DOI: 10.14260/jemds/2014/3540

REFERENCES:

(1.) Thomas BP, Sreekanth R. Distal radio ulnar joint injuries. Indian J Orthop 2012; 46: 493-504 2Szabo RM. Distal radio ulnar joint instability. J Bone Joint Surg. Am. 2006; 88 (4): 884-94.

(2.) Palmer AK, Werner FW. The triangular fibrocartilage complex of the wrist: anatomy and function. J Hand Surg Am. 1981; 6 (2):153-62.

(3.) Lichtman DM, Joshi A. Acute injuries of the distal radio ulnar joint and triangular fibrocartilage complex. Instr. Course Lect2003; 52: 175-83.

(4.) Bruckner, J.D. D.M. Lichtman, and A.H. Alexander. Complex dislocations of the distal radio ulnar joint. Recognition and management. Clin. Ortho. Relat. Res. 1992 (275): 90-103.

(5.) Ward LD1, Ambrose CG, Masson MV, Levaro F. The role of the distal radio ulnar ligaments, interosseous membrane, and joint capsule in distal radio ulnar joint stability J Hand Surg. Am. 2000 Mar; 25 (2): 341-51.

(6.) Palmer AK, Werner FW. The triangular fibrocartilage complex of the wrist--anatomy and function. J Hand Surg Am. 1981 Mar; 6 (2): 153-62.

(7.) Scheker LR, Ozer K. Ligamentous stabilization of the distal radio ulnar joint. Tech Hand Up Extrem Surg 2004; 8: 239-46.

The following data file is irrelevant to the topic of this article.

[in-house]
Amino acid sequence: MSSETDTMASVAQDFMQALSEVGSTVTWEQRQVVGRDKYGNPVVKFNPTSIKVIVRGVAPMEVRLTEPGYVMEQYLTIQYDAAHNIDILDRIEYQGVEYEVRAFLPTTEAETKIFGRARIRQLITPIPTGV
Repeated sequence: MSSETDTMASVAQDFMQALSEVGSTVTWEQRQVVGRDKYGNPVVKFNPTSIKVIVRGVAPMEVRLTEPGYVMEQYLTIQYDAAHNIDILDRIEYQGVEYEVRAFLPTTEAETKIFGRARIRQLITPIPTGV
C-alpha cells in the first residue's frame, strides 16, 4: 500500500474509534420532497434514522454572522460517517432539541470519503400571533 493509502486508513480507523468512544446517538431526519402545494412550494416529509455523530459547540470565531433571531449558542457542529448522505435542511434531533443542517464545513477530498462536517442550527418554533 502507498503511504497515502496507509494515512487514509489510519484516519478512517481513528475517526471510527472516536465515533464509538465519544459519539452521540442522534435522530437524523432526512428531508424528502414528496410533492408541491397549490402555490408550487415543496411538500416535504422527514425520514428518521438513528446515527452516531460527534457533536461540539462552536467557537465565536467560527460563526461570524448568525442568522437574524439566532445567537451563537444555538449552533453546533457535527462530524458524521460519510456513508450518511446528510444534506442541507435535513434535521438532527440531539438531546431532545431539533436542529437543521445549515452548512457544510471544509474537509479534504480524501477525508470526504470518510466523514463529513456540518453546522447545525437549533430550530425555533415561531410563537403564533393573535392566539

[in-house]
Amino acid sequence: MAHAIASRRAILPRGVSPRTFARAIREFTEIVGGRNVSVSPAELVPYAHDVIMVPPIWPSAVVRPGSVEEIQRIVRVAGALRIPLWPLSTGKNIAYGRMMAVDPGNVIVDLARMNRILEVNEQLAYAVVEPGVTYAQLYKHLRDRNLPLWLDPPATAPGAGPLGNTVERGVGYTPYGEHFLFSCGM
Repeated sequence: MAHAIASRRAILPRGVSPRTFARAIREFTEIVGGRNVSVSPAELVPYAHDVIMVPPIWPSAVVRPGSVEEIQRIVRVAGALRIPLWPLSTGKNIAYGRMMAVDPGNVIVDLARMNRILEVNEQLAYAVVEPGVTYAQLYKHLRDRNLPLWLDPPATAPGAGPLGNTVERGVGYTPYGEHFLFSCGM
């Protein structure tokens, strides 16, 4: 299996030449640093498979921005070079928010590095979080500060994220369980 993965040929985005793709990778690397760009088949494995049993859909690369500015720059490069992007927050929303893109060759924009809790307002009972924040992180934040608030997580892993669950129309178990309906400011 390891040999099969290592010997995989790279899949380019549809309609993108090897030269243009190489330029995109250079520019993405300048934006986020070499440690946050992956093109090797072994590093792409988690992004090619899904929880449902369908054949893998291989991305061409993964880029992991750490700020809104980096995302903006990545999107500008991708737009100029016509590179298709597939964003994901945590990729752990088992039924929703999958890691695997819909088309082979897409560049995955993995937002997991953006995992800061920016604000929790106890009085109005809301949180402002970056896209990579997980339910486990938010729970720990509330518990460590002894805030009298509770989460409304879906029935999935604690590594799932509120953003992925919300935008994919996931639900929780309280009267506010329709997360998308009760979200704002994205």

(8.) Gofton WT, Gordon KD, Dunning CE, Johnson JA, King GJ. Soft-tissue stabilizers of the distal radio ulnar joint: an in vitro kinematic study. J Hand Surg [Am]. 2004; 29: 423-31.

(9.) Kihara H, Short WH, Werner FW, Fortino MD, Palmer AK. The stabilizing mechanism of the distal radio ulnar joint during pronation and supination. J Hand Surg [Am]. 1995; 20: 930-6.

(10.) Fulkerson JP, Watson HK. Congenital anterior subluxation of the distal ulna. A case report. Clin Orthop Relat Res. 1978; 131: 179-82.

(11.) Gofton WT, Gordon KD, Dunning CE, Johnson JA, King GJ. Comparison of distal radio ulnar joint reconstructions using an active joint motion simulator J Hand Surg [Am]. 2005; 30: 733-42.

(12.) Adams, B. D., & Berger, R. A. (2002). An anatomic reconstruction of the distal radio ulnar ligaments for posttraumatic distal radio ulnar joint instability. The Journal of Hand Surgery, 27 (2), 243-251.

(13.) Henry. Anatomic reconstruction of the radio ulnar ligament. Hand (N Y). 2012; 7 (4): 413-419.

(14.) Kyu Nam Seo, MD, Min Jong Park, MD, Hong Je Kang, MD. Anatomic Reconstruction of the Distal Radio ulnar Ligament for Posttraumatic Distal Radio ulnar Joint Instability. Clinics in Orthopedic Surgery. 2009; 1: 138-145.

(15.) Hui FC, Linscheid RL. Ulnotriquetral augmentation tenodesis: a reconstructive procedure for dorsal subluxation of the distal radio ulnar joint. J Hand Surg [Am] 1982; 7: 230-236.